1904 The Reverend George Salmon (25 September 1819 - 22 January 1904) was, firstly, a mathematician whose publications in algebraic geometry were widely read in the second half of the 19th century. He was also an Anglican theologian who devoted himself mostly to theology for the last forty years of his life. His publications in theology were widely read, too. He spent his entire career at Trinity College Dublin. In 1848 Salmon had published an undergraduate textbook entitled A Treatise on Conic Sections. This text remained in print for over fifty years, going though five updated editions in English, and was translated into German, French and Italian. In the late 1840s and the 1850s Salmon was in regular and frequent communication with Arthur Cayley and J.J. Sylvester. The three of them together with a small number of other mathematicians (including Charles Hermite) were developing a system for dealing with n-dimensional algebra and geometry. During this period Salmon published about 36 papers in journals. In these papers for the most part he solved narrowly defined, concrete problems in algebraic geometry, as opposed to more broadly systematic or foundational questions. But he was an early adopter of the foundational innovations of Cayley and the others. In 1859 he published the book Lessons Introductory to the Modern Higher Algebra (where the word "higher" means n-dimensional). This was for a while simultaneously the state-of-the-art and the standard presentation of the subject, and went through updated and expanded editions in 1866, 1876 and 1885, and was translated into German and French. *Wik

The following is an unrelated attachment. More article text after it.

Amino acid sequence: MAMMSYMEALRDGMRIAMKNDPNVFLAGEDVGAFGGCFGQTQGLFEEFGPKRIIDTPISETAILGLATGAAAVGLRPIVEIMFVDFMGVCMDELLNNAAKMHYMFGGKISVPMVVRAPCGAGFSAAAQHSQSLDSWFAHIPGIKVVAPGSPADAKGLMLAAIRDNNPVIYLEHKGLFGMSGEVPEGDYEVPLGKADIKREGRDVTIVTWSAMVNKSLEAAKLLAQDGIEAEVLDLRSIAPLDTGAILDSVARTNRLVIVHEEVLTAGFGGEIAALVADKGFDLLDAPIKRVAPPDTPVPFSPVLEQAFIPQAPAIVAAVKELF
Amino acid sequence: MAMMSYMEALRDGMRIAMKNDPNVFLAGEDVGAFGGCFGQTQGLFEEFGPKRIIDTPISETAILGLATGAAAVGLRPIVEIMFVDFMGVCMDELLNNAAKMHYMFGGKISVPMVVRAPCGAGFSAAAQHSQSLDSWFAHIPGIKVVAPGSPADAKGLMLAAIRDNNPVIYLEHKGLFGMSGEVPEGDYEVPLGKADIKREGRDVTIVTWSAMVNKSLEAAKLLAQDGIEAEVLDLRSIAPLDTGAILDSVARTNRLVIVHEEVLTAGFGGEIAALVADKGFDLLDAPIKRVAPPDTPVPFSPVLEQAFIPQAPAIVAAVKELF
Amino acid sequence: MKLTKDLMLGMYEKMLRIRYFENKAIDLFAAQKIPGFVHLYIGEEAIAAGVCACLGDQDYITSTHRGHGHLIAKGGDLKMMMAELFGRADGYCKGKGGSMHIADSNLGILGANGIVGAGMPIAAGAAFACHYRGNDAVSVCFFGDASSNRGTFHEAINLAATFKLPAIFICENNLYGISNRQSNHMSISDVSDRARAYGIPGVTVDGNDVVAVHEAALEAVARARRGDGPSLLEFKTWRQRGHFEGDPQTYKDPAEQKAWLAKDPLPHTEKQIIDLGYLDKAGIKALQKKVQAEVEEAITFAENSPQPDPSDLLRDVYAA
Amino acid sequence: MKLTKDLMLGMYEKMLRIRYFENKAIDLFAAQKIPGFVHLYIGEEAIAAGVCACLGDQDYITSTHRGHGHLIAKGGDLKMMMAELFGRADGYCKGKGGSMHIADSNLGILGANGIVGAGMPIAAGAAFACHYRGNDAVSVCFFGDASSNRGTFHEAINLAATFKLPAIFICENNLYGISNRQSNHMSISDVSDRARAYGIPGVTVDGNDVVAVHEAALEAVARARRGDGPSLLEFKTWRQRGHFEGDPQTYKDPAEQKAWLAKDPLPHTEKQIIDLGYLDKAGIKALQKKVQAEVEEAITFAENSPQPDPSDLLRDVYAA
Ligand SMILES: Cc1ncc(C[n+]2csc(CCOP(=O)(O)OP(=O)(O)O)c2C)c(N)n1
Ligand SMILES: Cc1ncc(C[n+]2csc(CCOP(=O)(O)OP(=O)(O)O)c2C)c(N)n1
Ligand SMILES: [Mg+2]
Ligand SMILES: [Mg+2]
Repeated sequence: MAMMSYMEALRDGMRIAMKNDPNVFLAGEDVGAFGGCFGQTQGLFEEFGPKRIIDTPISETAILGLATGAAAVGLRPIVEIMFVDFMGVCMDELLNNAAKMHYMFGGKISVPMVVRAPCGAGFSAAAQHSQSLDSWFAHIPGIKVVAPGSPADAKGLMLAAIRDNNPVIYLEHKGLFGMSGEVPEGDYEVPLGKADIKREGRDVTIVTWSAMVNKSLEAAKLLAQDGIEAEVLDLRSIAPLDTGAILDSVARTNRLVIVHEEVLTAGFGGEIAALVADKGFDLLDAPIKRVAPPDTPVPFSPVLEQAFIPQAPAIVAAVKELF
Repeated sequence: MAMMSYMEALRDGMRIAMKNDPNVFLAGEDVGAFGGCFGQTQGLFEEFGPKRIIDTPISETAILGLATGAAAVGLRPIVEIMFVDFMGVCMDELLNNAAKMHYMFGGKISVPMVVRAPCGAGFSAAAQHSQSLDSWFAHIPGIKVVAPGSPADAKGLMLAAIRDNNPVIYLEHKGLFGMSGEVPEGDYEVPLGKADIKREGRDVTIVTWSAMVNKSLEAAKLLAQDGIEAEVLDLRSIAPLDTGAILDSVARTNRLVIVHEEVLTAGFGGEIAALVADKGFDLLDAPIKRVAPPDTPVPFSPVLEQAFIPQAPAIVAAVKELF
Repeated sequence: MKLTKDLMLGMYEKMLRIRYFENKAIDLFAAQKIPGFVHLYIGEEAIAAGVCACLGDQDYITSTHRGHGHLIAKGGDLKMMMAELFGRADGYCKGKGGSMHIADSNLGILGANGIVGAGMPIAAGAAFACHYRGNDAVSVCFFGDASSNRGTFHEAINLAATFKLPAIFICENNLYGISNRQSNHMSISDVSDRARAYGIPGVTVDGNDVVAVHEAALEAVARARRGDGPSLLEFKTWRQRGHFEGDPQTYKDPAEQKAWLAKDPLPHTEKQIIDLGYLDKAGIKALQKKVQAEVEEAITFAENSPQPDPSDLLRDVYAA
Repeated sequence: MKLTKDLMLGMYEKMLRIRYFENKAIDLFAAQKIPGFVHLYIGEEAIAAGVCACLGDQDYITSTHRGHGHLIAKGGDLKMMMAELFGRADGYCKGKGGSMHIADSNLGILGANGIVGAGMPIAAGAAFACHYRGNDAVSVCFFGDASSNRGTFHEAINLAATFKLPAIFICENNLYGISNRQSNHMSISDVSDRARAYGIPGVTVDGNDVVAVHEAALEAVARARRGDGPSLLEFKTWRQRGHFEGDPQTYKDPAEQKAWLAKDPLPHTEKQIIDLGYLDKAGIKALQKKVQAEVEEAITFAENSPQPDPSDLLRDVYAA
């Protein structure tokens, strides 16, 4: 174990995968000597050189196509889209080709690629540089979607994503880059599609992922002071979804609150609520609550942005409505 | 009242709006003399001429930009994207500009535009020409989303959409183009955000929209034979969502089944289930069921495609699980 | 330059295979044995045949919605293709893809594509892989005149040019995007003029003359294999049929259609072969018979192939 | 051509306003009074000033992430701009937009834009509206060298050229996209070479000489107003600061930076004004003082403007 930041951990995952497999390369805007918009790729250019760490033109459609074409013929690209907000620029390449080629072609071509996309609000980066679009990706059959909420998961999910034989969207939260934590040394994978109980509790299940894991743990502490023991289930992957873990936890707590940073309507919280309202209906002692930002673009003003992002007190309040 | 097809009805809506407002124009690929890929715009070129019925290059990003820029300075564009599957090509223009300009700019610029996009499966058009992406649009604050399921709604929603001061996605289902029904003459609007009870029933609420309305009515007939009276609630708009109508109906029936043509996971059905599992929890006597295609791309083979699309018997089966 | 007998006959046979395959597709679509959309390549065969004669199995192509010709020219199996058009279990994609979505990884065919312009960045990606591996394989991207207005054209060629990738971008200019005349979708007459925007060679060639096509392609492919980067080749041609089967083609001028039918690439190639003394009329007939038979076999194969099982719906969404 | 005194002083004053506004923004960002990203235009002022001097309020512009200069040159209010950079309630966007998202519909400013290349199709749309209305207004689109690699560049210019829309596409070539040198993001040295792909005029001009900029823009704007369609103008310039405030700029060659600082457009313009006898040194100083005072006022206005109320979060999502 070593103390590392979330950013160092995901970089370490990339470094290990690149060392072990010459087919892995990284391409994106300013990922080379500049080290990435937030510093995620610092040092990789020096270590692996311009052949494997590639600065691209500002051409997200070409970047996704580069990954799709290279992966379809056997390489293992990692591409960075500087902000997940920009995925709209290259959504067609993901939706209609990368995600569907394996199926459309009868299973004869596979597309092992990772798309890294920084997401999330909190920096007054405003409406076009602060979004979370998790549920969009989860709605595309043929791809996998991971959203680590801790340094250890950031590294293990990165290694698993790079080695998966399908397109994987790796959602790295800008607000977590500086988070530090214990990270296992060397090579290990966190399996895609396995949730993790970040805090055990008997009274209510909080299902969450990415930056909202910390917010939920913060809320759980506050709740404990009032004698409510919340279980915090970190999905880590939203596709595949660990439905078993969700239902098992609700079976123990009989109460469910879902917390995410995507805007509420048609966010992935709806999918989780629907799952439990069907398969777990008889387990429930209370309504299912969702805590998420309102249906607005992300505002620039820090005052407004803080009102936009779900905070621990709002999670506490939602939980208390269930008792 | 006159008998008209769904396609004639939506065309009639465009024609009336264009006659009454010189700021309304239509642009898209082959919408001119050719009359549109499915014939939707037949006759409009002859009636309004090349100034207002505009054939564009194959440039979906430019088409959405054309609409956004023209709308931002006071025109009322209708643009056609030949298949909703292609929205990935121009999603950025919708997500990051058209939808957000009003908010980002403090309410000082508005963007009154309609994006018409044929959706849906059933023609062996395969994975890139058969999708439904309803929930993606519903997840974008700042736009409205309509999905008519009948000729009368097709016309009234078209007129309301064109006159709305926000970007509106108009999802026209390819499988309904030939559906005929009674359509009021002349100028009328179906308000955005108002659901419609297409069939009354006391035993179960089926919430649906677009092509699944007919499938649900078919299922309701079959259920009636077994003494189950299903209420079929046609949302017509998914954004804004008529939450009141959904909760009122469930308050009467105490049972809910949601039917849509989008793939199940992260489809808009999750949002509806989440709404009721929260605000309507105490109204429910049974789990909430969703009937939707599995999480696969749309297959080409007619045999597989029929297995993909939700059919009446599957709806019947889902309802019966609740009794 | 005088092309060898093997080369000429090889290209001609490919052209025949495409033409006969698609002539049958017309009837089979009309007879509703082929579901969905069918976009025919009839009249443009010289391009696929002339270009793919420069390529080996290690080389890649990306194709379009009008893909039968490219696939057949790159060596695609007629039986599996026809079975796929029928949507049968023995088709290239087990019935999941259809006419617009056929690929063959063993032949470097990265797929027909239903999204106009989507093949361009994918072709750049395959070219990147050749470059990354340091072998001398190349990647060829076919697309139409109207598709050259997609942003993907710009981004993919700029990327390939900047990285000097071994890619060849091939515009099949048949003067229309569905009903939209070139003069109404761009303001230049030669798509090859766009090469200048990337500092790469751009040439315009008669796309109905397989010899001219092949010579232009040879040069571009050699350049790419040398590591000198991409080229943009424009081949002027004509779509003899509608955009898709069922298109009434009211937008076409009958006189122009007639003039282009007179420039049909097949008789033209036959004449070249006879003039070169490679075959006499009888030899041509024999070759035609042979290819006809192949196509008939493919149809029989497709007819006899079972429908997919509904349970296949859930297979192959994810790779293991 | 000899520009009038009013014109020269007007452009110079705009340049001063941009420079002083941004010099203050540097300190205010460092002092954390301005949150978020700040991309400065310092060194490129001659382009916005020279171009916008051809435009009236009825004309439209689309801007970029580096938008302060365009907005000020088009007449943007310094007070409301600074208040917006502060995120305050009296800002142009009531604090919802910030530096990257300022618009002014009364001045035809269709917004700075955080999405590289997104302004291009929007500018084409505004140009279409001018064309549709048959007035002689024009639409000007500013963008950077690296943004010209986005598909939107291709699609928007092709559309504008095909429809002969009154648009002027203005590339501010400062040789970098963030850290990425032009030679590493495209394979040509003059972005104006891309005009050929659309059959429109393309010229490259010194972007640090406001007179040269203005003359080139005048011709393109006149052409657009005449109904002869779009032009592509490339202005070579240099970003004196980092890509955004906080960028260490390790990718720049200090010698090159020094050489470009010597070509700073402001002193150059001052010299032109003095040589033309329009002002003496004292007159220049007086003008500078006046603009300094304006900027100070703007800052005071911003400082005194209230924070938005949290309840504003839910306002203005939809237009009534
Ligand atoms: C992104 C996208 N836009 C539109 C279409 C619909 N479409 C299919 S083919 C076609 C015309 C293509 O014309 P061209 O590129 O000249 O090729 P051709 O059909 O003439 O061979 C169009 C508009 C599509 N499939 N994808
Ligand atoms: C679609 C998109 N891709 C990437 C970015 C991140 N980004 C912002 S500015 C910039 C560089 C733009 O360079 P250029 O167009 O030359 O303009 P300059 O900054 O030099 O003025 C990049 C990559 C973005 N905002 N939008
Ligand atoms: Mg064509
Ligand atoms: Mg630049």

1951 Harald August Bohr (22 Apr 1887, 22 Jan 1951) Danish mathematician who devised a theory that concerned generalizations of functions with periodic properties, the theory of almost periodic functions. His brother was noted physicist Niels Bohr.*TIS Harald was an excellent football(soccer) player in his youth and played for the National team. Niels played also, but not at the same high level. An interesting anecdote about Niels Bohr as an athlete is here.